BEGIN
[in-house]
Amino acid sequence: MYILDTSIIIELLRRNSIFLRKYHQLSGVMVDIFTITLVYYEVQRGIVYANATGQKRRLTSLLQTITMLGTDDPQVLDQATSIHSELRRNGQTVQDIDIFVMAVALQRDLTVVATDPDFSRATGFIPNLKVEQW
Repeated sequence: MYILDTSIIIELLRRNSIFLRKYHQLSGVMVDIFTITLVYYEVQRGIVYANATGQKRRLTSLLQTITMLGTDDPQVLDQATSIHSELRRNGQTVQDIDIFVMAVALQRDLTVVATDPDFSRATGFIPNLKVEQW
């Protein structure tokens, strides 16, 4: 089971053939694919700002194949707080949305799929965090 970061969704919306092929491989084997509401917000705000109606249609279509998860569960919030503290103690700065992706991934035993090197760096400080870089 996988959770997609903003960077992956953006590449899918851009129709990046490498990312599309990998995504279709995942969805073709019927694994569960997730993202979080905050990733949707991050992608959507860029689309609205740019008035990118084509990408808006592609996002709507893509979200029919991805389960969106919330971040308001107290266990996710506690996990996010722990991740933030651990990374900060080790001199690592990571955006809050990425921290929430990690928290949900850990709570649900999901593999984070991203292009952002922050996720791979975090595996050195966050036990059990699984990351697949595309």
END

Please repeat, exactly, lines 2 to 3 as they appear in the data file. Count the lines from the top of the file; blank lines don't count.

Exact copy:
Amino acid sequence: MYILDTSIIIELLRRNSIFLRKYHQLSGVMVDIFTITLVYYEVQRGIVYANATGQKRRLTSLLQTITMLGTDDPQVLDQATSIHSELRRNGQTVQDIDIFVMAVALQRDLTVVATDPDFSRATGFIPNLKVEQW
Repeated sequence: MYILDTSIIIELLRRNSIFLRKYHQLSGVMVDIFTITLVYYEVQRGIVYANATGQKRRLTSLLQTITMLGTDDPQVLDQATSIHSELRRNGQTVQDIDIFVMAVALQRDLTVVATDPDFSRATGFIPNLKVEQW